by John Mullin, Enlearn CEO
I recently read a fascinating article in EdWeek on adaptive testing, which, in my opinion, is a great educational step forward.
But it’s only a step forward.
And I say this because I believe that adaptivity can drive the personalization of the entire curriculum experience – not just the test-taking experience.
I think that Jim Murray, the Principal at the Waukesha STEM Academy-Saratoga Campus, a 336-student school in Wisconsin, understands this.
After setting up an adaptive testing program, Murray said:
“We were amazed when we realized we could dive deeper into every student as an individual learner and not just think about where they should be, based on their age. We were able to reformulate how we were approaching kids.”
In fact, when you have a truly adaptive curriculum, the need for stand-alone assessments actually decreases. Indeed, that same data-per-student becomes available in real-time, all the time. And it doesn’t have to be a separate activity.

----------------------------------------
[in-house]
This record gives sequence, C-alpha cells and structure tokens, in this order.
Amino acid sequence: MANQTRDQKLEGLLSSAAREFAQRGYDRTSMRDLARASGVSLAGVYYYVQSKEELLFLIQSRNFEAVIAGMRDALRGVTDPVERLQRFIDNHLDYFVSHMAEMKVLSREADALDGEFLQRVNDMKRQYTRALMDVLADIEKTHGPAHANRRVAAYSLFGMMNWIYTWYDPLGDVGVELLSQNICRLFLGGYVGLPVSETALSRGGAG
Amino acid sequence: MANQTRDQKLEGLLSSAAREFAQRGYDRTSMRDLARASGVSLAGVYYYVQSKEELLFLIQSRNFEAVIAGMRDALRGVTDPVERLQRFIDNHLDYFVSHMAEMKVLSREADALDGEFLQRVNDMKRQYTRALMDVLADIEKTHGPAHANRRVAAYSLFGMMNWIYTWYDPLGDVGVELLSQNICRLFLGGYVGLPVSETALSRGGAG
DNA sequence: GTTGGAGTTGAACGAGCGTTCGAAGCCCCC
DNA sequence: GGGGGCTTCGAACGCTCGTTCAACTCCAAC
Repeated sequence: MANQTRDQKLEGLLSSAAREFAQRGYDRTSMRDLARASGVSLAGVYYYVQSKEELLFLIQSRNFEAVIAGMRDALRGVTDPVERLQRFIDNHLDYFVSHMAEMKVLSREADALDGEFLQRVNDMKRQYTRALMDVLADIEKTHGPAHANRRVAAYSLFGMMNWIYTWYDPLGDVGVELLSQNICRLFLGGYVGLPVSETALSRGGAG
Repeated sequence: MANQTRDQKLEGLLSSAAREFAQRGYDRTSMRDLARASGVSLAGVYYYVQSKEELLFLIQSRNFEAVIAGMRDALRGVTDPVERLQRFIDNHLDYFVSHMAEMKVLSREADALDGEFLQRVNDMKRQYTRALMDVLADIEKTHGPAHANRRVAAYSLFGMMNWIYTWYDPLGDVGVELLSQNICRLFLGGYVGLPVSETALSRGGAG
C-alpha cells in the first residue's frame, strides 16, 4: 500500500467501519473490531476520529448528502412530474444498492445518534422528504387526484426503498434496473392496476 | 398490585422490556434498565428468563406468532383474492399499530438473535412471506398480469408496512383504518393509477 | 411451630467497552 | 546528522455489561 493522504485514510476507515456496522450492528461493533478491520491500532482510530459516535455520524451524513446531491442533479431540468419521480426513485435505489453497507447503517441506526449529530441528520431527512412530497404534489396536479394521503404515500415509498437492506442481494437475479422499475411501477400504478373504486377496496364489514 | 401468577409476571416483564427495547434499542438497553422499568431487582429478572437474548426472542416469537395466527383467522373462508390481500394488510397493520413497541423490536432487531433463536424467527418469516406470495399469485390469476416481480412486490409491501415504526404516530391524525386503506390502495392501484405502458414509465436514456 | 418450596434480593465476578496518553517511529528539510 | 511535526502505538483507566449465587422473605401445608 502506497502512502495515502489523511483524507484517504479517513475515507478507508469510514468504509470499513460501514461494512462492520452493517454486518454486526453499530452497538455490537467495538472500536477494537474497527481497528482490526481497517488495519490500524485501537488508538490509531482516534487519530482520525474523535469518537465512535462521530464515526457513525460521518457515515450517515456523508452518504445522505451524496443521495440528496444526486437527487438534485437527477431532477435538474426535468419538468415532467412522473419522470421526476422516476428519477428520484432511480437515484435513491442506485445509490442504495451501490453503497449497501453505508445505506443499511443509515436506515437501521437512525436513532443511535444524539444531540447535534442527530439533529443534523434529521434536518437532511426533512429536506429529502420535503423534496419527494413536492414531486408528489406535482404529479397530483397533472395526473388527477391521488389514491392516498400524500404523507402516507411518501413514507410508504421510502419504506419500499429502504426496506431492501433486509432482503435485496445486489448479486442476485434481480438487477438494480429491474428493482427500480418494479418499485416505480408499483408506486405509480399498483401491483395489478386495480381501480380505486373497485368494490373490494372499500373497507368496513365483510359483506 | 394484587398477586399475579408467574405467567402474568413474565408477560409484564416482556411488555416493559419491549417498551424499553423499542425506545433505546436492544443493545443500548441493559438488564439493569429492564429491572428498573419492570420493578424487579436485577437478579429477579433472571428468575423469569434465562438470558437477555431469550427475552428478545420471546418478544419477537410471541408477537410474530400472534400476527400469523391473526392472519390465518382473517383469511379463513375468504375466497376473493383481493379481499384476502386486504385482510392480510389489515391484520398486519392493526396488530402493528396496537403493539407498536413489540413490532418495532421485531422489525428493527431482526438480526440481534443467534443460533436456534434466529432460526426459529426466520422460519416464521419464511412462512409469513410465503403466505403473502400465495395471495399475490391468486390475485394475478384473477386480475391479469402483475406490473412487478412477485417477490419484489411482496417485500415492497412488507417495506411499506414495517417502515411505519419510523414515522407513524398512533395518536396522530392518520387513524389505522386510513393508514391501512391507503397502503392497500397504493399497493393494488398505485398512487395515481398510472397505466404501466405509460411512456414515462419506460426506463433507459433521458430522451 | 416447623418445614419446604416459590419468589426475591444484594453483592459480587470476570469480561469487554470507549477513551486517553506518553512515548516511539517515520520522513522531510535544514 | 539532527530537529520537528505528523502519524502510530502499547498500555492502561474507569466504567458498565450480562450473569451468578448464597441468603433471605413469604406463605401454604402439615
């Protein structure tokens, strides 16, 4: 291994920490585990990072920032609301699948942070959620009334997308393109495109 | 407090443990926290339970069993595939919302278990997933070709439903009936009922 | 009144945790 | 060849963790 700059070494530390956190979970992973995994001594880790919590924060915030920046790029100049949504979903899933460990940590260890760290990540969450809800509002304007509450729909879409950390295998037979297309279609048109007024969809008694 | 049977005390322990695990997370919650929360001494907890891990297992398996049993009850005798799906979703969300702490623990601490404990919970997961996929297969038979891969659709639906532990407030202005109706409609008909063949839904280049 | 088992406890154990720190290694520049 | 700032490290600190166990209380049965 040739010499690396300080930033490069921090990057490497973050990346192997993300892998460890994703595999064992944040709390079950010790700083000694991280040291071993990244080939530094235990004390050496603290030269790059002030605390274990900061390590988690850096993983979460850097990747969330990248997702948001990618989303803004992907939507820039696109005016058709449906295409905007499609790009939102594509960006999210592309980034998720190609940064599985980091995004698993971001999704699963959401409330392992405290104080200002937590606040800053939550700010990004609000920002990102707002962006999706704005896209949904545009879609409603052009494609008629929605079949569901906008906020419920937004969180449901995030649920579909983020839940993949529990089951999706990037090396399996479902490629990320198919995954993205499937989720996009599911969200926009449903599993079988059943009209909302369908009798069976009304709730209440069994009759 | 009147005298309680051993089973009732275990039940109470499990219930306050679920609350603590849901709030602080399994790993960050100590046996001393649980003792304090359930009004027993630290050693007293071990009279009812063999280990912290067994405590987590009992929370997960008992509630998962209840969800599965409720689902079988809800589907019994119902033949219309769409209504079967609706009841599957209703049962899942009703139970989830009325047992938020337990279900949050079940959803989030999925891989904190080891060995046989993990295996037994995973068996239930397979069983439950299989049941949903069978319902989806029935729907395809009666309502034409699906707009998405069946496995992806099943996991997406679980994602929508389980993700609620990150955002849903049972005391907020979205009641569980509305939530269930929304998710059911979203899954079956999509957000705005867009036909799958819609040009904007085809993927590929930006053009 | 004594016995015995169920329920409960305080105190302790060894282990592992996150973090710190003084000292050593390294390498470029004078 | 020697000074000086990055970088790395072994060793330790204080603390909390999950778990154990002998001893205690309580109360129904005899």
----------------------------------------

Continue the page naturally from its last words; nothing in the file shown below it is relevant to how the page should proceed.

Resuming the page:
Laurie Wicks, the principal at the 570-student Bunker Hill Elementary School in Middletown, Delaware, has it exactly right – we can do better than just identifying where students are struggling at the broad-stroke concept level; we can now identify, not only the specific problem type, but the specific misunderstanding within that problem; and we can then deliver tailored content that isolates the precise issue holding the student back and eliminates other “noise” during that remediation.
In other words, we can provide laser-like remediation and then scaffold each student right back on track.
“The data that I want and that I think is beneficial needs to be drilled down to tell me specifically what a child can and can’t do,” says Wicks, instead of validating with documentation what teachers often already know. “What we get is too general … This is definitely an area that needs refinement in the future.”
The bottom line here is that it’s time to stop treating formative data and assessments as separate and distinct from ongoing, real-time instruction and student practice. They can be blended seamlessly. And we’re seeing this in our classrooms.